Part one of the V.E.I.N.S.S. series discussed the three elements that are important for vessel health, namely a healthcare professional’s competency at device insertion; their knowledge of vein anatomy and physiology; and a comprehensive patient-centric vascular access plan that guides device selection.1
As advocates for proper patient care, it is our responsibility to reframe our thinking about the use of vascular access devices (VAD), especially peripheral venous access devices (PVADs). Are these devices “just” IVs, or can they put your patient at risk?2
Inserting a VAD is an invasive process that increases the potential for complications. Therefore, it is necessary that we as healthcare providers ask this question: “Is this VAD really necessary?”
Four steps to ensure VAD patency and function, and to identify possible complications.
Your effort to keep “the IV in place” must be evaluated daily at the very least.1-3 An “idle catheter”4 can increase a patient’s risk of complications such as cellulitis, infiltration, extravasation, bacterial phlebitis, thrombophlebitis, nerve damage, or peripheral or central line associated blood stream infections (PLABSI).4-6
Once it is established that the vascular access device is required, a complete assessment of its patency, the condition of the insertion site, the integrity of the skin and dressings, and observation for signs of infection or complications must be completed prior to each access. Next, ask the patient for any untoward symptoms to confirm VAD patency and function, as well as to identify any early signs of complications.
These four stages can be summarised up as follows:
- VAD patency and integrity, following your organization’s protocol.
- The PICC’s external length, and then compare it to the previous measurement.
- The dressing and the securement or stabilisation method. Is the dressing intact? Are the edges of the dressing secure? Is the cannula stabilised under the dressing to avoid twisting or pistoning?
- The insertion site and surrounding skin for signs of inflammation or infection. Next, check for leakage or drainage at the insertion site, blanching, or skin discolouration.
- Look for signs of phlebitis, namely erythema around the insertion site, red streaks along the vein pathway, or any discolouration or skin changes under the dressing.
- Around the insertion site and surrounding area for swelling, tenderness, or firmness along the vein pathway.
- For signs of infiltration. Is the skin cool to touch? Is there any skin tightness? Is there any extravasation? Examine the skin for temperature changes, tenderness, or burning pain during this examination.
- The patient for symptoms of pain, burning, tenderness, tingling, or numbness. Patients feel what we cannot see.
How often should the VAD be assessed?
Most current guidelines and standards recommend:1,7
- Every 4 hours for alert and oriented patients in acute care settings with continuous non-vesicant infusion via PVAD.
- Every 1-2 hours for sedated patients, who are cognitively or sensory impaired or critically ill. Neonates and paediatric patients will require more frequent observation.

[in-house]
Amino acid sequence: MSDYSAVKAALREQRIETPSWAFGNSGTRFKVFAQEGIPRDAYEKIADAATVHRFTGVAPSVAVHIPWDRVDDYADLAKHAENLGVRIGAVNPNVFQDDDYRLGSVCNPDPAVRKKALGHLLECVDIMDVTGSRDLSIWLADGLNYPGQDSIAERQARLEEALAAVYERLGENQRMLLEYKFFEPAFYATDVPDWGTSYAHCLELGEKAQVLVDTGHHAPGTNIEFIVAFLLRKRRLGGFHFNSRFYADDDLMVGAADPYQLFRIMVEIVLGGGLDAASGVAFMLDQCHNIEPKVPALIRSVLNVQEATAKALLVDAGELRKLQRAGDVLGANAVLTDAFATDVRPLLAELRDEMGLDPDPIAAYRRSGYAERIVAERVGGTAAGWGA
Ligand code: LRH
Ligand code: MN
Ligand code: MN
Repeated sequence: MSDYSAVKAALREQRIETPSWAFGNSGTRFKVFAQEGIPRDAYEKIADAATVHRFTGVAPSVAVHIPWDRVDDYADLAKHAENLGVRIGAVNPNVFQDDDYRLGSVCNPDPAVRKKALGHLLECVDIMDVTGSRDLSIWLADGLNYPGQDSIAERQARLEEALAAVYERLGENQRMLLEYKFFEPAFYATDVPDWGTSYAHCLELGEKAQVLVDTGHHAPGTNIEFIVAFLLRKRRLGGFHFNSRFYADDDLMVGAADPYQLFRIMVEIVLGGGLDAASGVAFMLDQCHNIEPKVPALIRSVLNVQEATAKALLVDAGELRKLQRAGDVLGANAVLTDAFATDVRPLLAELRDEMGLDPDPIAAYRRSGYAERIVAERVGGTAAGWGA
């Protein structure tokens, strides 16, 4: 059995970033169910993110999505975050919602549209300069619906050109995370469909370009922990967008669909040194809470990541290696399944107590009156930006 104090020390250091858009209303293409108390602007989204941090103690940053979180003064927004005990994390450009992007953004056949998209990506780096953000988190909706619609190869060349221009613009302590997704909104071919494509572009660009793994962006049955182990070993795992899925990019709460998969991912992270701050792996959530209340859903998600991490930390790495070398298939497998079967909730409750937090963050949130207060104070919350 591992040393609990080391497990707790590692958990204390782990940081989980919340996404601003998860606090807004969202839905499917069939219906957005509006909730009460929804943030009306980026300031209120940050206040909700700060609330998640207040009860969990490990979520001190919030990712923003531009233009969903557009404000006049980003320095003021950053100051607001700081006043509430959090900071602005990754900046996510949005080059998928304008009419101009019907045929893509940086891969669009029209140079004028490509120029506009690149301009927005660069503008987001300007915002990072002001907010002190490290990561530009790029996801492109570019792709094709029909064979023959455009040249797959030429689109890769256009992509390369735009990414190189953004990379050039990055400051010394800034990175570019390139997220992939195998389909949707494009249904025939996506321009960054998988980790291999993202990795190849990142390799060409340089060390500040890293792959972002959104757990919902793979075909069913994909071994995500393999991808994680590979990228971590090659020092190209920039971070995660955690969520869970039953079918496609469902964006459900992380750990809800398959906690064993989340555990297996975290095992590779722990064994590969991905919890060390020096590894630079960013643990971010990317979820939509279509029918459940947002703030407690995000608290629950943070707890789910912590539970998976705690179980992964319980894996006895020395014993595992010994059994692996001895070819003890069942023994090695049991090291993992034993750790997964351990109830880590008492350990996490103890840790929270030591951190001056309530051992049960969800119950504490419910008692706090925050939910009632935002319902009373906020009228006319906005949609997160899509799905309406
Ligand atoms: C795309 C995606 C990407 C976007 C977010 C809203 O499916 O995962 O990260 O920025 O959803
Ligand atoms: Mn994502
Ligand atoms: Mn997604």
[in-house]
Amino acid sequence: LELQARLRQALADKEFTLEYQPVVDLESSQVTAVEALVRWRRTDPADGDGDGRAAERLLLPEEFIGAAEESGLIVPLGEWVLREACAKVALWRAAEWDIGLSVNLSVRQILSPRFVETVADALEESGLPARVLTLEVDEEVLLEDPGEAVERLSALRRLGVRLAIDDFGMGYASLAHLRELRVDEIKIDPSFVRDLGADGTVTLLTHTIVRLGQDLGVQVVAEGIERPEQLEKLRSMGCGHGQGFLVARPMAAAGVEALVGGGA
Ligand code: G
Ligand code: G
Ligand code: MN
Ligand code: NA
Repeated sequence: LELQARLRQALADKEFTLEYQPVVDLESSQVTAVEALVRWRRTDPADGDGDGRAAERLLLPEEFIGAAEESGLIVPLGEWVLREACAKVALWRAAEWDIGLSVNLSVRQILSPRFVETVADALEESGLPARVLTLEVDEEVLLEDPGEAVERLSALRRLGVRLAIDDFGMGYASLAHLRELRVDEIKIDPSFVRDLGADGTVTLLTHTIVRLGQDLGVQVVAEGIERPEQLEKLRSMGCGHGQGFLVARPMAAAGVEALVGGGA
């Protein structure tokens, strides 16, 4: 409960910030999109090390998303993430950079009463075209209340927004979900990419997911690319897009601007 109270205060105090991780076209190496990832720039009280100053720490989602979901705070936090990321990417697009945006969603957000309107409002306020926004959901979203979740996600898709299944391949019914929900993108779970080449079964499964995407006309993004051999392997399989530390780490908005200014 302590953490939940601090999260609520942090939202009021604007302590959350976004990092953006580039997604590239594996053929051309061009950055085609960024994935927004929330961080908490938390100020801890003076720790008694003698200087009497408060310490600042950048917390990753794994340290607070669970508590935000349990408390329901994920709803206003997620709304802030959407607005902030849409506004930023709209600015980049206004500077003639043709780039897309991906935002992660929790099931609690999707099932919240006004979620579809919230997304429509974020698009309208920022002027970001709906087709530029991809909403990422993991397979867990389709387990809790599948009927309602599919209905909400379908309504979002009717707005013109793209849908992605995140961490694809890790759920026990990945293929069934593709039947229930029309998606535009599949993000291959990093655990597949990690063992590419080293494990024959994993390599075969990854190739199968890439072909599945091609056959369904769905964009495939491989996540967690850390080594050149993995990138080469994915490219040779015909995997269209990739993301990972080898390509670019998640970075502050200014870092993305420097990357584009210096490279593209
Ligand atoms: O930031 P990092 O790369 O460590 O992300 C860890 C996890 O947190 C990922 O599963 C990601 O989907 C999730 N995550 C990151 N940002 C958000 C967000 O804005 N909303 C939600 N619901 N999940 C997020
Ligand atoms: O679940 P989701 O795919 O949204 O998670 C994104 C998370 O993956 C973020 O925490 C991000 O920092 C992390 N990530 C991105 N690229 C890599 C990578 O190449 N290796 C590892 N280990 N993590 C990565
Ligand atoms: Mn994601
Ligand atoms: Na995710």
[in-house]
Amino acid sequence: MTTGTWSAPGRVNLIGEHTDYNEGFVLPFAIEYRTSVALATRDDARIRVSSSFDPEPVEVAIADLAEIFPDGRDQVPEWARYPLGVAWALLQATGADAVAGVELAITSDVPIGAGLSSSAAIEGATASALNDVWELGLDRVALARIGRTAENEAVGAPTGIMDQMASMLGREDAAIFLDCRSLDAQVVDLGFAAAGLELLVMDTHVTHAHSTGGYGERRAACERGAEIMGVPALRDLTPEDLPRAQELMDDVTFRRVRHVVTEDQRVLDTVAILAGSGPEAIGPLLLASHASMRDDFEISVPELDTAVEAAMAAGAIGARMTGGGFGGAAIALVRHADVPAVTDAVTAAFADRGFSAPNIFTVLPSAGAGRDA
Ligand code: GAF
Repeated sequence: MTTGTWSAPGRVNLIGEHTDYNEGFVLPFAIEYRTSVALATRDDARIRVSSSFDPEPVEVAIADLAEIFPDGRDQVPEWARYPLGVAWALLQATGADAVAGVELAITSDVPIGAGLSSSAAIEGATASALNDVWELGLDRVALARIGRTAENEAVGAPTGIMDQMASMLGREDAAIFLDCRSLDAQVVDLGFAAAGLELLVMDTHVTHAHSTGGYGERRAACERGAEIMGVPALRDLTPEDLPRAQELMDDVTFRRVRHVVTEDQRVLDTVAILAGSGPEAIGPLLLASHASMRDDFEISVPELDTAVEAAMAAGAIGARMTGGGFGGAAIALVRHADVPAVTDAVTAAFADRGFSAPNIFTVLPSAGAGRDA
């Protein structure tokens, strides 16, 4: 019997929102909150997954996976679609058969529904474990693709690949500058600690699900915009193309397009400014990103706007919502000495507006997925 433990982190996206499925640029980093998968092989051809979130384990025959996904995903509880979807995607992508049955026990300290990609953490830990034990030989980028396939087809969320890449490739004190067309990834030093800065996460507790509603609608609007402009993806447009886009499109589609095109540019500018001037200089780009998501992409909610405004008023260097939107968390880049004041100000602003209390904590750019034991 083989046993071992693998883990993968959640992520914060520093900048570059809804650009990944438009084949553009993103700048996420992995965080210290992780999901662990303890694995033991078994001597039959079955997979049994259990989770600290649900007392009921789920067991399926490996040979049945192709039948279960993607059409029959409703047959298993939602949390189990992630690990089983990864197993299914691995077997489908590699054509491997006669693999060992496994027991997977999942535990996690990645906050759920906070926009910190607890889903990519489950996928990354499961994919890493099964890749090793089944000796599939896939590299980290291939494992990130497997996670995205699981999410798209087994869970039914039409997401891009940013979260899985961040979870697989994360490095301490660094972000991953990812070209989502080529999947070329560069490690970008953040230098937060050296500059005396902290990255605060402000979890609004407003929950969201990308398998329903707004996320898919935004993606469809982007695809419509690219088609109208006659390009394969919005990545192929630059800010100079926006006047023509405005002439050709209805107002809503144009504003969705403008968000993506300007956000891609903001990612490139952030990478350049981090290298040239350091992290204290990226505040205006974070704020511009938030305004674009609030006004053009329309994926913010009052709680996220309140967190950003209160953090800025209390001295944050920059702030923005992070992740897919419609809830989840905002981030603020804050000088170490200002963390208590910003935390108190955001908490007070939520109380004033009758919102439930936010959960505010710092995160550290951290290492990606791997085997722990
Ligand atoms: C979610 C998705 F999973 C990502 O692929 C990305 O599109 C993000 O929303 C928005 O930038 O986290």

- Once a shift or at each visit in alternate care settings (e.g. community). Patients and caregivers must be instructed on how to assess the PVAD every 4 hours and to report any changes immediately.
- Every 5-10 minutes for vesicant medications or any solution or medication with increased clinical risk.6
- Every 30 minutes or more for patients receiving non-chemotherapy vesicants via the peripheral vascular access device (PVAD).
- Every 2-5 mL confirming blood return for IV push chemotherapy agents.
Our call to action is to reduce the risk of complications and provide positive outcomes for patients. Evaluating the need for vascular access devices each day and completing regular and consistent assessments can help improve our patients’ experiences and reduce their risk of complications.
For more information on evaluation and assessment of PVADs, contact a representative by filling out the form below.
- Canadian Vascular Access Association (CVAA). 2019. Canadian Vascular Access and Infusion Therapy Guidelines. Pembroke, ON: Pappin Communications.
- Cooke, M. et al. 2018. “Not ‘just’ an intravenous line: consumer perspective on peripheral intravenous cannulation (PIVC). An international cross-sectional survey of 25 countries,” in PLoS ONE 13(2): e0193436. Available at: https://doi.org/10.1371/journal.pone.019343
- Moureau, N.L. 2019). “The VHP Model,” in Moureau, N.L. (ed.) Vessel Health and Preservation: The Right Approach for Vascular Access: pp.3-8. Cham, Switzerland: Springer.
- Becerra, M.B., Shirley, D., and Safdar, N. 2016. “Prevalence, risk factors, and outcomes of idle catheters: an integrative review,” in Am J Inf Control 44: e167-e172.
- Bolton, D. 2010. “Improving peripheral cannulation practice at an NHS Trust,” in British Journal of Nursing 19(21): 1346, 8±50. https://doi.org/10.12968/bjon.2010.19.21.79998 PMID: 2135535
- Sims, A. 2018. “Infusion therapy using peripheral veins” in Hadaway, L. (ed.) Infusion therapy made incredibly easy (5th ed.): pp. 53-118. Philadelphia: Wolters Kluwer.
- Gorski, L. et al. 2016. “Infusion therapy: standards of practice. (supplement 1),” in J Infus Nurs. 39(1S): S1–S159.
Disclaimer: Karen Laforet is a 3M-sponsored blogger. The opinions expressed in this article are those of the individual.
About the AuthorMore From Karen Laforet